Health inequalities and inequities by age: Stability for the Health Utilities Index and divergence for the Frailty Index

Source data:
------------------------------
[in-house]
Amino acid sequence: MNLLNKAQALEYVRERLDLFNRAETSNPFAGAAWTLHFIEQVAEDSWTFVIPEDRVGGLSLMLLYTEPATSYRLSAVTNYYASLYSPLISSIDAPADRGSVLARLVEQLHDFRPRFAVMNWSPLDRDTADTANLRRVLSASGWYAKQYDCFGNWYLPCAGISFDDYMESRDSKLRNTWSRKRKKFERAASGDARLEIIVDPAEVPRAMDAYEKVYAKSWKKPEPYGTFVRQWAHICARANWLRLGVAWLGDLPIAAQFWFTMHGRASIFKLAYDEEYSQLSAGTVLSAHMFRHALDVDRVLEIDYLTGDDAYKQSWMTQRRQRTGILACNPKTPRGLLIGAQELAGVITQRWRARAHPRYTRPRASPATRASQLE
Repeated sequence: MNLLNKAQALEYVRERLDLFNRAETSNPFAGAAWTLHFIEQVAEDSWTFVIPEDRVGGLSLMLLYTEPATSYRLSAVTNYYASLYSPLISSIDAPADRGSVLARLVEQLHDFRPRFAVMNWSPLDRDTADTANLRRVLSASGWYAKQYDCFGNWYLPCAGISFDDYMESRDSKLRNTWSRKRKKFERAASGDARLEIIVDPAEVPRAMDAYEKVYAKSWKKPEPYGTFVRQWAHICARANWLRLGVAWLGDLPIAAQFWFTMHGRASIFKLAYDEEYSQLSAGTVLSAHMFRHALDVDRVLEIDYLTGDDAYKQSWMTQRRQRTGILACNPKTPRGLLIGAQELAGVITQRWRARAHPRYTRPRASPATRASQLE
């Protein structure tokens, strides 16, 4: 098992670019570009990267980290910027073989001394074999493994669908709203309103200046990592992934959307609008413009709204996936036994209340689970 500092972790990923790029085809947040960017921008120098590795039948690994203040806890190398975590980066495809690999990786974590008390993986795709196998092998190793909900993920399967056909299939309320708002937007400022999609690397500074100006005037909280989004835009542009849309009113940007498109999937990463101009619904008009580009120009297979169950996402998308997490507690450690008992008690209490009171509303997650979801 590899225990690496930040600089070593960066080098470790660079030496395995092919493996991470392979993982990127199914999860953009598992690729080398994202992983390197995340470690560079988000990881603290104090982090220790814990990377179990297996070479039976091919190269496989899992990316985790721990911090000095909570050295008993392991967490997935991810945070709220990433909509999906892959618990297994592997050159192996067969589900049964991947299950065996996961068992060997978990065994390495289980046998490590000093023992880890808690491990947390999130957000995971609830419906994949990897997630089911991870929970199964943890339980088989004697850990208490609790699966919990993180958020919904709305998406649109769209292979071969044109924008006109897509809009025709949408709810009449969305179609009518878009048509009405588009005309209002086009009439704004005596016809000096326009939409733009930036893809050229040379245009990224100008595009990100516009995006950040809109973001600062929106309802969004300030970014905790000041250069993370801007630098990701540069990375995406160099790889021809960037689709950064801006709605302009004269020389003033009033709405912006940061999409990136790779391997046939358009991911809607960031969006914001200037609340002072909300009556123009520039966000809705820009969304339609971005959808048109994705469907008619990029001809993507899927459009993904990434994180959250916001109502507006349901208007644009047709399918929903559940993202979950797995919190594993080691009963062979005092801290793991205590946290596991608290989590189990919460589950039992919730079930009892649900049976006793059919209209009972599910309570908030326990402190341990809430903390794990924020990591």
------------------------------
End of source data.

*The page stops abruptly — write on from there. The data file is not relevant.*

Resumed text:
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Successful aging is an important policy goal in an aging society. A key indicator of successful aging of a population is whether health inequalities (differences) and inequities (unfair differences) in the population increase or decrease with age. This study investigates how health inequalities and inequities differ across age groups in the Canadian population within the equity framework of equal opportunity for health, using two popular measures of health, the Health Utilities Index Mark 3 (HUI) and the Frailty Index (FI). We use the 2009-10 Canadian Health Measures Survey. We first quantify the degree of health inequality by calculating the Gini coefficient for the distributions of the HUI and the FI within three age groups (20-44, 45-64, and 65-79 years). We then identify sources of health inequality by using regression models and decomposing inequality into ethically acceptable and unacceptable components. We finally quantify the degree of health inequity by calculating the Gini coefficient for each health measure and each age group after standardizing for fairness. We find that the magnitudes of inequality and inequity in the HUI and the FI in each of the three age groups are policy relevant. The magnitude and age-related dynamics of health inequality and inequity depend on the choice of the health measures. In all three age groups, inequality and inequity in health measured by the HUI are larger than those measured by the FI. Across the three age groups, inequality and inequity are stable in the HUI but divergent in the FI. This study contributes to the methodological development to support policies for successful aging. Examination of alternative notions of health captured by the HUI and the FI contributes to the exploration of how the fair distribution of each aspect of health may characterize a successfully aging population.
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